Trigger finger occurs when a small nodule forms on one of the tendons that control finger movements. These tendons are held in position by a complex system of pulleys. When the nodule thickens, it becomes stuck in one of the pulleys, causing the finger to be locked in a bent position. The finger suddenly pops out straight when the patient tries to extend it (like a gun’s trigger being pulled and released).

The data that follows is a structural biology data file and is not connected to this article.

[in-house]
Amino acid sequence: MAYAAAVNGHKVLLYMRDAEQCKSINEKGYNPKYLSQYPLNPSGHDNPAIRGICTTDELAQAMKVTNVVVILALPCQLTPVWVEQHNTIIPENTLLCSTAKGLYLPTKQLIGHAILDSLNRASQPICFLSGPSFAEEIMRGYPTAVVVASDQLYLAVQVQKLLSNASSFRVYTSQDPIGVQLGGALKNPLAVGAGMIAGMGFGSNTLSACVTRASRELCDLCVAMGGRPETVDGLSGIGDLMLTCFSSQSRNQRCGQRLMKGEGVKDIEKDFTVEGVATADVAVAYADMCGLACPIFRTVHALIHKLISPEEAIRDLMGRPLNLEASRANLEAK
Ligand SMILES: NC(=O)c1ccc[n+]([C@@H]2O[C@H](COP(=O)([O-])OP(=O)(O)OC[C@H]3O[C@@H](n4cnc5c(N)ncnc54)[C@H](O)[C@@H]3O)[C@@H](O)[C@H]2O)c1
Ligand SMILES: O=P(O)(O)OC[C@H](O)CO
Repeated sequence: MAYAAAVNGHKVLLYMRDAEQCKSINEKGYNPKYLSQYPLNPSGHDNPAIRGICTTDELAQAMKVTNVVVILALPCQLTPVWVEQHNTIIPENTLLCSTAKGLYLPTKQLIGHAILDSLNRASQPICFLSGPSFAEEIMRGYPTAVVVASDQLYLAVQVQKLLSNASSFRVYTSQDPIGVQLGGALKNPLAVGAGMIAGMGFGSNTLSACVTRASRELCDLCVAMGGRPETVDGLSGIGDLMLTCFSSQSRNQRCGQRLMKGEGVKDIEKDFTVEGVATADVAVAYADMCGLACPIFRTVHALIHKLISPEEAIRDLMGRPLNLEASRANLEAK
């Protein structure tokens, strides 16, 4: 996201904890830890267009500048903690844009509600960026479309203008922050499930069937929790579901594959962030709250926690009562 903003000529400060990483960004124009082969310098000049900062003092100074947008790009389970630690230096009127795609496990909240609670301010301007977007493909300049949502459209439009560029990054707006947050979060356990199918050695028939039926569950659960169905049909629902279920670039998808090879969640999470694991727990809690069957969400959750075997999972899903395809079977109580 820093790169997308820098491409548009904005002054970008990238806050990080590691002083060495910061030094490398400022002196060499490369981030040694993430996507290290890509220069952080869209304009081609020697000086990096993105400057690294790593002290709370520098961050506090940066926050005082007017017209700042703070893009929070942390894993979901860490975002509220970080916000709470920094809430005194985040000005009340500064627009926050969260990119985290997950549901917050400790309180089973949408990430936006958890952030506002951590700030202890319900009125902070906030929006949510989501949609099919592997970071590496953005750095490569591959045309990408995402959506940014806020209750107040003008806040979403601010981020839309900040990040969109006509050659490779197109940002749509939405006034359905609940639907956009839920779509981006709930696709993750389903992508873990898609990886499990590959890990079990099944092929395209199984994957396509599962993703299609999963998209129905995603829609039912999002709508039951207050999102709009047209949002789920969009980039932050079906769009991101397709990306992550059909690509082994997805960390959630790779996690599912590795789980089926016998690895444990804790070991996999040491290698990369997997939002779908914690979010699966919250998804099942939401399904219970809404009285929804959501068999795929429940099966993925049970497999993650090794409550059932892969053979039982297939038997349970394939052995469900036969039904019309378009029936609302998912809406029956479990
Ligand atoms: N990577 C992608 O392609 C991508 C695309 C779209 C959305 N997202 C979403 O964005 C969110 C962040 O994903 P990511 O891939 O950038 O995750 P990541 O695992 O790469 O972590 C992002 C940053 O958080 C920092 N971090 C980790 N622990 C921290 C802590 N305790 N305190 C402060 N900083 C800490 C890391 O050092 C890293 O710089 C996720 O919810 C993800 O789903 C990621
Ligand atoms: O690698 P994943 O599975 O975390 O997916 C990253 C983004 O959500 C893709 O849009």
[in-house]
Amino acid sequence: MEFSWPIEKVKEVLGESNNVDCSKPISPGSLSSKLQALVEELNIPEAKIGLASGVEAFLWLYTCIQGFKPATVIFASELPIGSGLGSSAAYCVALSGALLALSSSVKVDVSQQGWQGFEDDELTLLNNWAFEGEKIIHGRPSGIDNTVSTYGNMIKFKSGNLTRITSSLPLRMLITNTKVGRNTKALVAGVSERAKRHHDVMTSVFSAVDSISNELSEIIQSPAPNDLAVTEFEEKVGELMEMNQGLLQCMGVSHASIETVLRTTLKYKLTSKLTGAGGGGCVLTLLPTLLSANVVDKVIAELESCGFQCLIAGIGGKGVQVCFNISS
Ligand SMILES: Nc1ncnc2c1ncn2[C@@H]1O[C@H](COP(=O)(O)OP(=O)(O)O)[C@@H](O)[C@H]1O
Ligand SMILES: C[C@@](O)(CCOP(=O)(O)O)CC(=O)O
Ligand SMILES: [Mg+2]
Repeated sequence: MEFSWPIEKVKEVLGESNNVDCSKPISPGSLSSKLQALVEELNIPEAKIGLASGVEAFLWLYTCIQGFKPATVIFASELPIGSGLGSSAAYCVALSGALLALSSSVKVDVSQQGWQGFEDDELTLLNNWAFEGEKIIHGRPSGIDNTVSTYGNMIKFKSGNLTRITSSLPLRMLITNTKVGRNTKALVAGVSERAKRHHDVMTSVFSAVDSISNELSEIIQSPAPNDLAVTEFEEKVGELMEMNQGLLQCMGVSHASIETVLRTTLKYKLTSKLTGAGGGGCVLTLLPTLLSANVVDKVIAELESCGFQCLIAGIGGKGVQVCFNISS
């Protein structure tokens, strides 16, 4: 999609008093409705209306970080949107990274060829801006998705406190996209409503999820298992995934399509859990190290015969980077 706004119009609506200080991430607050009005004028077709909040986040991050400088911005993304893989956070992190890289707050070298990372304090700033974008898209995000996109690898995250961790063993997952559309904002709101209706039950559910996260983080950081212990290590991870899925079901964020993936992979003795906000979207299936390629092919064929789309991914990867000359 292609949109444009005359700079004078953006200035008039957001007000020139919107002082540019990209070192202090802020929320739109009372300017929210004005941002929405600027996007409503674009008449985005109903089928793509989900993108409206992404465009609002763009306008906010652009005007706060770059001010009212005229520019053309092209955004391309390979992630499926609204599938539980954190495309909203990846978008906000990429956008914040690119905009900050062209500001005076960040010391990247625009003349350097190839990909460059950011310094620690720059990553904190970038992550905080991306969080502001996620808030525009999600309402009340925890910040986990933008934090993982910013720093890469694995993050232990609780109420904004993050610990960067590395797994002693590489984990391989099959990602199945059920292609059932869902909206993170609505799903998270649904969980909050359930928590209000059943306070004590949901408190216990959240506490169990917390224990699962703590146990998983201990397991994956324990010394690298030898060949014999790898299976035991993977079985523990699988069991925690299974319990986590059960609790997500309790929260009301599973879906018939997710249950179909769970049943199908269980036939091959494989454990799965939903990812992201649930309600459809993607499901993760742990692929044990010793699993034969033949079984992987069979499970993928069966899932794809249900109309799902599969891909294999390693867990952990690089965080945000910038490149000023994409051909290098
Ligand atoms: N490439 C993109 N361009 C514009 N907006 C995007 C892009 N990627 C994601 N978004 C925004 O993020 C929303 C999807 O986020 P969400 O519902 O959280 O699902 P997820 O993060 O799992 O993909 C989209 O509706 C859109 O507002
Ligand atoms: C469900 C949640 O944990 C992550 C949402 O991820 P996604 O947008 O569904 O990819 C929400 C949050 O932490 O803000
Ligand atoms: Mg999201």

Even if some improvement can be expected with the conventional treatment (finger immobilization), a medical or surgical treatment is required most of the time. A local corticosteroid injection is also possible. Often, this significantly improves the symptoms. The surgical treatment, carried out under local anesthesia, consists of a small incision at the base of the finger, which opens the pulley responsible for the locking.